I believe one of the main contributing factors to people being wary of using the terminal is the terrible defaults for text and colours. The good news is that these are pretty easy to fix.

After going through the following changes you’ll end up with a lovely terminal like this:

lovely terminal

Oh my zshell!

on-my-zsh is a must-have tool for frequent terminal users. It makes it easy to use themes for styling, but provides so much more functionality than that.

If you trust the author of that tool then you can install it by just running

$ curl -L http://install.ohmyz.sh | sh

That’ll set up the default config at ~/.zshrc.

If you want to you can install it manually, check that out at the github repo.

Pick a theme

I personally use the ys theme, it presents your current directory, git branch and status and the current type before each command you type. This lets you see at a glance what’s going on and when you fired a long running command allowing you to see how long it’s taking.

ys line header

To install your theme of choice, change your ~/.zshrc to include

ZSH_THEME=ys

Fonts and colours

In addition to your theme you should set your default text font and colour and your terminal background colour. On a Mac you can do this quite easily within the terminal preferences by going to Terminal > Preferences... and change the options under Text and Window. On Linux you can do this under Edit > Profile Preferences.

Picking a font is pretty important, it has to be monospaced and some good choices are Monaco, Source Code Pro, Inconsolata. I personally use Iconsolata.

Secondly you really should think about setting the font size to something nice and large, I go with 18px. You will be staring at your terminal for a long time, don’t break your eyes to do it.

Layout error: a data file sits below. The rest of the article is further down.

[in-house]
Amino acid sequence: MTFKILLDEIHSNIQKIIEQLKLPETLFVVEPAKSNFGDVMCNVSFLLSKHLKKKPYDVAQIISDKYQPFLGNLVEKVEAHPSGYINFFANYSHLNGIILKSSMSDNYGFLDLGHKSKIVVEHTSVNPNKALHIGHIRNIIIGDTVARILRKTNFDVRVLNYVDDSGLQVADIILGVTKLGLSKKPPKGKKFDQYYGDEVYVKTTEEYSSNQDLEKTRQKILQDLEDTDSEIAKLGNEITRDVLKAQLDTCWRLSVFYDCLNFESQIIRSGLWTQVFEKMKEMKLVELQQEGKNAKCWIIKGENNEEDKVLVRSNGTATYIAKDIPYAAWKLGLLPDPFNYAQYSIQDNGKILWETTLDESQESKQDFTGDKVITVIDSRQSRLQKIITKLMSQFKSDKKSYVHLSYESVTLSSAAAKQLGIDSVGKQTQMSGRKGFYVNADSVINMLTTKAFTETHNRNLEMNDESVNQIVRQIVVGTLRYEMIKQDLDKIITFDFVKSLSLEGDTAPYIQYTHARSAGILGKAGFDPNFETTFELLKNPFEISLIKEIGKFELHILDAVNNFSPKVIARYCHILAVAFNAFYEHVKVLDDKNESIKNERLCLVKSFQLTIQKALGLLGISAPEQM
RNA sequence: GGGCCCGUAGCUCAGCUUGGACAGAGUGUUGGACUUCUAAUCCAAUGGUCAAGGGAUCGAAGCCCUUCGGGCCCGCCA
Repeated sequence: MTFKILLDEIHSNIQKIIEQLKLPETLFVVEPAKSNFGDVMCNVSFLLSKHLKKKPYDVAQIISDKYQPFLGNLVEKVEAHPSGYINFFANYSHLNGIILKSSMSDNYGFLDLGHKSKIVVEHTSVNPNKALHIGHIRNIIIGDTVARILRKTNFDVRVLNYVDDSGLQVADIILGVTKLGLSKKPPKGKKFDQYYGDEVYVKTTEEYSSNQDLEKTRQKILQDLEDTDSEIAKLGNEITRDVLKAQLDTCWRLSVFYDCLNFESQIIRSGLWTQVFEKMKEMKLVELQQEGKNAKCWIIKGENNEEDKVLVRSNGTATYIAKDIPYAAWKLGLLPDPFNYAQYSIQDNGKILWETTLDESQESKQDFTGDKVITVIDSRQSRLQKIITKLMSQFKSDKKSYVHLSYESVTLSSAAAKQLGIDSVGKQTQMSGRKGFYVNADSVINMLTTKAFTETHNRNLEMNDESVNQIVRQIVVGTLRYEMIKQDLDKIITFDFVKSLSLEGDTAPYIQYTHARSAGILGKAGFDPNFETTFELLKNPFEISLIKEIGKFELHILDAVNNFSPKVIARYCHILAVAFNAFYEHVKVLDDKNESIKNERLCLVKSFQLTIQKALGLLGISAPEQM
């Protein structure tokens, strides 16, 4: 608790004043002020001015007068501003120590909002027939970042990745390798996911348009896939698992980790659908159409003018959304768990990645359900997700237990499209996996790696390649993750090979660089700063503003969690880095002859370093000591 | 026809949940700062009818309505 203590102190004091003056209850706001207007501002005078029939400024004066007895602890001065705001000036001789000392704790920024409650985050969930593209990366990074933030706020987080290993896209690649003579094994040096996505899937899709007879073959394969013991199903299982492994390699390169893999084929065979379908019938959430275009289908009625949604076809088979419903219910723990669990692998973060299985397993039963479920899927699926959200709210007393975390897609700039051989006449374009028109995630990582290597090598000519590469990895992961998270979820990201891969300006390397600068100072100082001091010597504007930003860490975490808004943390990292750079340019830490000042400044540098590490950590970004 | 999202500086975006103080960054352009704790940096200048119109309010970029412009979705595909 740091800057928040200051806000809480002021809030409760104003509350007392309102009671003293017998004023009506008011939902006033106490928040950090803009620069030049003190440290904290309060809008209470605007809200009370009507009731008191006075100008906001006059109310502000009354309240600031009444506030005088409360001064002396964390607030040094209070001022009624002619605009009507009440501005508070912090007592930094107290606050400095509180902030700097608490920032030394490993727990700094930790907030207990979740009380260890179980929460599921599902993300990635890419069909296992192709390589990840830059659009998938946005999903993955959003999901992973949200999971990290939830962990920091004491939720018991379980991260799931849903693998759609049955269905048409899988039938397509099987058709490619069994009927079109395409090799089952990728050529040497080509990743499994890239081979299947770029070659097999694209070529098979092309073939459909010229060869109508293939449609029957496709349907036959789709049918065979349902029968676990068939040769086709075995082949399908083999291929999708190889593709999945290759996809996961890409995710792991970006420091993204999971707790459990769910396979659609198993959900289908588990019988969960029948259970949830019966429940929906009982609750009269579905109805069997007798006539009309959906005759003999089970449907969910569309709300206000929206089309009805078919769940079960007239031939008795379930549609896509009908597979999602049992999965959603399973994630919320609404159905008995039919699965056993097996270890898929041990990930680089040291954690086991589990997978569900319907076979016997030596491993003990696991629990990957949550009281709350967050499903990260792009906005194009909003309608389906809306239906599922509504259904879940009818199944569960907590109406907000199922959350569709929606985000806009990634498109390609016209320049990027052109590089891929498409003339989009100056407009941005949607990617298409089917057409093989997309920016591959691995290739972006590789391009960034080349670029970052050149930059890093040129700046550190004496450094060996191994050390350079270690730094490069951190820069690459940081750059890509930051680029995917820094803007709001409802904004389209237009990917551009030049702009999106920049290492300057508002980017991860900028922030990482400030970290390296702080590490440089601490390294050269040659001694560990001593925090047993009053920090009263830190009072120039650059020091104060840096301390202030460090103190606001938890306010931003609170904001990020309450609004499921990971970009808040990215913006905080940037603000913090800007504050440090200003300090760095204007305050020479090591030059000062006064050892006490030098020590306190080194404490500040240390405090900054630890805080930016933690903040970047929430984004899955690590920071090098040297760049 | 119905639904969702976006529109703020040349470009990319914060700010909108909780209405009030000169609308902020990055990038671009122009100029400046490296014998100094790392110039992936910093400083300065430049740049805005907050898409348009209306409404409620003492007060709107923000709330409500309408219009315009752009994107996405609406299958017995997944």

It’s worth nothing, that while background transparency might look cool, it will definitely hinder your ability to focus and work, so please just set it to 100% opacity.

Finally, I personally like to add extra space between lines, I find it really helps reading, so I set line spacing to 1.5 and character spacing to 1.05. But this will depend on your personal tastes and the font you chose.

The terminal is the best place for a developer to develop

So much of development requires running a command-line tool here and there that you may as well just stay in the terminal the whole time. Don’t use a gui program to manage your git repos, they are all slower than just running the git commands yourself. It takes time to learn but once you’ve learnt it you’ll gain that back in time saved getting things done.

With that in mind I’ve been looking to get away from my final non-terminal based development tool, the text editor (Sublime Text 2 in my case). I’ve been learning vim, indeed I wrote this article with vim. It’s fantastic. If you are interested in learning vim, run

$ vimtutor

and go through it’s lessons every day and you’ll soon get the hang of this powerful tool.

Once I’m comfortable using vim I’ll write up a tutorial on customising it, though it might take a few weeks to get to that stage.

Update: I never got comfortable with vim. It may be powerful, but good grief it’s just way too frustrating to get there.